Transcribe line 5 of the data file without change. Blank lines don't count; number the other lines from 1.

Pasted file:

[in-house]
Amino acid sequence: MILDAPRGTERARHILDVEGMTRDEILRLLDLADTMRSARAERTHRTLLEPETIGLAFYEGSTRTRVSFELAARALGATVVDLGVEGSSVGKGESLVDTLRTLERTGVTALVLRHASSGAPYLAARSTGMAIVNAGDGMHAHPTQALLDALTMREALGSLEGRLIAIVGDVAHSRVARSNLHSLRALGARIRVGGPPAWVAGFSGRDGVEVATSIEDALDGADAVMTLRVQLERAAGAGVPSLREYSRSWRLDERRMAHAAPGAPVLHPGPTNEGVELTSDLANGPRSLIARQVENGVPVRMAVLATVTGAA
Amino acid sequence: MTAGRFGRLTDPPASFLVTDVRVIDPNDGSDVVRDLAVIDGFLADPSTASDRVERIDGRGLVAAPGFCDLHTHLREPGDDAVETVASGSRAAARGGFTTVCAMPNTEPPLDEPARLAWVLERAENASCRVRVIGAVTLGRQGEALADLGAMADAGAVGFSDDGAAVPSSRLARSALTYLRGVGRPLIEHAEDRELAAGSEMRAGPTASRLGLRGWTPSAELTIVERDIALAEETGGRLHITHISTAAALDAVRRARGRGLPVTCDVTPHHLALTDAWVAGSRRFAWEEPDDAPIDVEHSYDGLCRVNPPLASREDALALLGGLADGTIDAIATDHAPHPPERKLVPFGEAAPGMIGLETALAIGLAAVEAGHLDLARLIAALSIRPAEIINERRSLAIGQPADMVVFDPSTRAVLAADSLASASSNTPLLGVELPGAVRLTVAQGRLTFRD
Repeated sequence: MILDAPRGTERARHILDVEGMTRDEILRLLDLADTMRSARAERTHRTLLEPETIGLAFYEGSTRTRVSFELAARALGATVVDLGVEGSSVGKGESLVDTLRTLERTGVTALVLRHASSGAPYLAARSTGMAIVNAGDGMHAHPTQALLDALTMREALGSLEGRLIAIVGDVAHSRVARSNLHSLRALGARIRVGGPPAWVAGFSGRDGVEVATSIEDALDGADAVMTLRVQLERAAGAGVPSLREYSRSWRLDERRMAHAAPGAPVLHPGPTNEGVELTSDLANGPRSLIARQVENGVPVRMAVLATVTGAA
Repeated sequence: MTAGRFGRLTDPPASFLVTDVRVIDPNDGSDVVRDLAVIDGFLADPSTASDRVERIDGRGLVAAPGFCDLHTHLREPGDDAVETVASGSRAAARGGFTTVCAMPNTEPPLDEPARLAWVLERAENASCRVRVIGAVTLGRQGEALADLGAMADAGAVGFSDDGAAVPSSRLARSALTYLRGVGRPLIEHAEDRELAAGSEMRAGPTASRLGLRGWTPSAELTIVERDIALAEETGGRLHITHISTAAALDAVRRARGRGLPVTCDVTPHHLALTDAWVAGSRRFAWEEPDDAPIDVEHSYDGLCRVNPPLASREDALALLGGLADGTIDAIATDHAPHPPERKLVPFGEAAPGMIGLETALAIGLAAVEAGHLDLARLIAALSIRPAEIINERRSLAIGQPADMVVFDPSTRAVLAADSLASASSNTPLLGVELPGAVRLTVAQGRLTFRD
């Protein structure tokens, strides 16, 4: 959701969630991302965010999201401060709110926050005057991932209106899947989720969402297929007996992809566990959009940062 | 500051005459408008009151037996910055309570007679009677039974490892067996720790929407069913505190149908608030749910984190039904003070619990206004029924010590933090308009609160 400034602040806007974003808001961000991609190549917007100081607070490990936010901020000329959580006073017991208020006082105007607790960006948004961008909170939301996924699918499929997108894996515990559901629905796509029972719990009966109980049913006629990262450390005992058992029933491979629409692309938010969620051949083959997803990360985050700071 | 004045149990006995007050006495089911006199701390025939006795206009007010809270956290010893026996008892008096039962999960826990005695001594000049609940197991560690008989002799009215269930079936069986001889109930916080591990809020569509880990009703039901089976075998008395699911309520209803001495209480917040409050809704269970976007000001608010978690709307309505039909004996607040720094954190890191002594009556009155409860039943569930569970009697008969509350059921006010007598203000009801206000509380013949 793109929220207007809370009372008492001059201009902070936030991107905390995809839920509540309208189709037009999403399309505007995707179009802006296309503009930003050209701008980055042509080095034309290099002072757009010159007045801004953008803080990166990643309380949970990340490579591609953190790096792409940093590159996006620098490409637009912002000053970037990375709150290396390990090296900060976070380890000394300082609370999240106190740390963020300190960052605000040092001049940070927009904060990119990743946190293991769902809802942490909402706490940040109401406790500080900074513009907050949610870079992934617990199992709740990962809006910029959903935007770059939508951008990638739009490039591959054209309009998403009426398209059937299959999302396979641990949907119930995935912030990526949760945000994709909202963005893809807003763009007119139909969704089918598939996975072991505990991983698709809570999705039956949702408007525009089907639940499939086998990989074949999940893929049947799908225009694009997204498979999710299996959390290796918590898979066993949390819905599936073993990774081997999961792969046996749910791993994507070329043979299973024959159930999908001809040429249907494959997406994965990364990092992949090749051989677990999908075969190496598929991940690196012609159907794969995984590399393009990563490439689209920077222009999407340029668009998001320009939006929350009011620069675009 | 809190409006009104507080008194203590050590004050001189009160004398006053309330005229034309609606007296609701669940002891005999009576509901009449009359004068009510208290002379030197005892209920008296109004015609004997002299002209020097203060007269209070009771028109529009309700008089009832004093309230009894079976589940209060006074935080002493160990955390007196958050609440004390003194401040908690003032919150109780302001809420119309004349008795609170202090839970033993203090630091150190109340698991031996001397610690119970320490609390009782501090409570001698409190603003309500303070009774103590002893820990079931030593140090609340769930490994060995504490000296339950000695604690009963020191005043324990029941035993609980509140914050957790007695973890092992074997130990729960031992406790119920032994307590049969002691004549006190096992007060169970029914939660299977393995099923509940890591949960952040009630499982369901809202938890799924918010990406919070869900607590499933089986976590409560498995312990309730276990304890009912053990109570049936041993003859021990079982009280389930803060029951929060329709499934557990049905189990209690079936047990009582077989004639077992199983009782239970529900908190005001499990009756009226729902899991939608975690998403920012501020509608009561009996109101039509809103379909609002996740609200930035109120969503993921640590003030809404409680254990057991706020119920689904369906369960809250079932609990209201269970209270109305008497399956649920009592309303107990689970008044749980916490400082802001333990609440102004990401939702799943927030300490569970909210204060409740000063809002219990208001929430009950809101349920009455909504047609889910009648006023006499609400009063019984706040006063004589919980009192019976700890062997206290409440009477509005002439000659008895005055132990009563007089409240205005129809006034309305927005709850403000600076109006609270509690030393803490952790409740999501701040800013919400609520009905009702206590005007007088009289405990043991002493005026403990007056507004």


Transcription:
Repeated sequence: MTAGRFGRLTDPPASFLVTDVRVIDPNDGSDVVRDLAVIDGFLADPSTASDRVERIDGRGLVAAPGFCDLHTHLREPGDDAVETVASGSRAAARGGFTTVCAMPNTEPPLDEPARLAWVLERAENASCRVRVIGAVTLGRQGEALADLGAMADAGAVGFSDDGAAVPSSRLARSALTYLRGVGRPLIEHAEDRELAAGSEMRAGPTASRLGLRGWTPSAELTIVERDIALAEETGGRLHITHISTAAALDAVRRARGRGLPVTCDVTPHHLALTDAWVAGSRRFAWEEPDDAPIDVEHSYDGLCRVNPPLASREDALALLGGLADGTIDAIATDHAPHPPERKLVPFGEAAPGMIGLETALAIGLAAVEAGHLDLARLIAALSIRPAEIINERRSLAIGQPADMVVFDPSTRAVLAADSLASASSNTPLLGVELPGAVRLTVAQGRLTFRD